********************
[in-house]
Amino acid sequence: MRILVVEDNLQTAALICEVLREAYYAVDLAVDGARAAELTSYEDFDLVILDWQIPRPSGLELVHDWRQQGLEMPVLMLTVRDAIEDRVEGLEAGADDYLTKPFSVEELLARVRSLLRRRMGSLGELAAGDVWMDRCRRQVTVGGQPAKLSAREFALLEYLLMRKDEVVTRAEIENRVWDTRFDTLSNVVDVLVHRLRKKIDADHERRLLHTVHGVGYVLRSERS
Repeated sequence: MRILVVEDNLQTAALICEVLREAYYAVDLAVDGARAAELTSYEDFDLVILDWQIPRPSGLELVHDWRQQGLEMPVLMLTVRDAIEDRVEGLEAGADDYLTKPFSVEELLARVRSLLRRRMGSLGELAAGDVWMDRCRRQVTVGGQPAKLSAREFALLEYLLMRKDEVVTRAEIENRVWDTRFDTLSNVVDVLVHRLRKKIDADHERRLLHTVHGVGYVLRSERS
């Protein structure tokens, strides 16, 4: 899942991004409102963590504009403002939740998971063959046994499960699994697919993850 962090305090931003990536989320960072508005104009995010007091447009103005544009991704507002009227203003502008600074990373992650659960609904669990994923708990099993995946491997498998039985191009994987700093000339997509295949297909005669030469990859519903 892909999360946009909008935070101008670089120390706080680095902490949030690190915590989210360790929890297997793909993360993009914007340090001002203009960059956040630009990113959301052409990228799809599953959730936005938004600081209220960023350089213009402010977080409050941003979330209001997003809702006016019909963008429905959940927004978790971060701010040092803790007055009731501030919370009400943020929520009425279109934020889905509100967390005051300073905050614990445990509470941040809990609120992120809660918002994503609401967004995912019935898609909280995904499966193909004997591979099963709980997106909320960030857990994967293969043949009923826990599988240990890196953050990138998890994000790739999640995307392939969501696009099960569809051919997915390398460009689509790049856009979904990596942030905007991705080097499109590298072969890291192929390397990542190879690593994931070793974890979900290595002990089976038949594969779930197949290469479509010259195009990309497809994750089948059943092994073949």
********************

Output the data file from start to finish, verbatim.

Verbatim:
[in-house]
Amino acid sequence: MRILVVEDNLQTAALICEVLREAYYAVDLAVDGARAAELTSYEDFDLVILDWQIPRPSGLELVHDWRQQGLEMPVLMLTVRDAIEDRVEGLEAGADDYLTKPFSVEELLARVRSLLRRRMGSLGELAAGDVWMDRCRRQVTVGGQPAKLSAREFALLEYLLMRKDEVVTRAEIENRVWDTRFDTLSNVVDVLVHRLRKKIDADHERRLLHTVHGVGYVLRSERS
Repeated sequence: MRILVVEDNLQTAALICEVLREAYYAVDLAVDGARAAELTSYEDFDLVILDWQIPRPSGLELVHDWRQQGLEMPVLMLTVRDAIEDRVEGLEAGADDYLTKPFSVEELLARVRSLLRRRMGSLGELAAGDVWMDRCRRQVTVGGQPAKLSAREFALLEYLLMRKDEVVTRAEIENRVWDTRFDTLSNVVDVLVHRLRKKIDADHERRLLHTVHGVGYVLRSERS
């Protein structure tokens, strides 16, 4: 899942991004409102963590504009403002939740998971063959046994499960699994697919993850 962090305090931003990536989320960072508005104009995010007091447009103005544009991704507002009227203003502008600074990373992650659960609904669990994923708990099993995946491997498998039985191009994987700093000339997509295949297909005669030469990859519903 892909999360946009909008935070101008670089120390706080680095902490949030690190915590989210360790929890297997793909993360993009914007340090001002203009960059956040630009990113959301052409990228799809599953959730936005938004600081209220960023350089213009402010977080409050941003979330209001997003809702006016019909963008429905959940927004978790971060701010040092803790007055009731501030919370009400943020929520009425279109934020889905509100967390005051300073905050614990445990509470941040809990609120992120809660918002994503609401967004995912019935898609909280995904499966193909004997591979099963709980997106909320960030857990994967293969043949009923826990599988240990890196953050990138998890994000790739999640995307392939969501696009099960569809051919997915390398460009689509790049856009979904990596942030905007991705080097499109590298072969890291192929390397990542190879690593994931070793974890979900290595002990089976038949594969779930197949290469479509010259195009990309497809994750089948059943092994073949």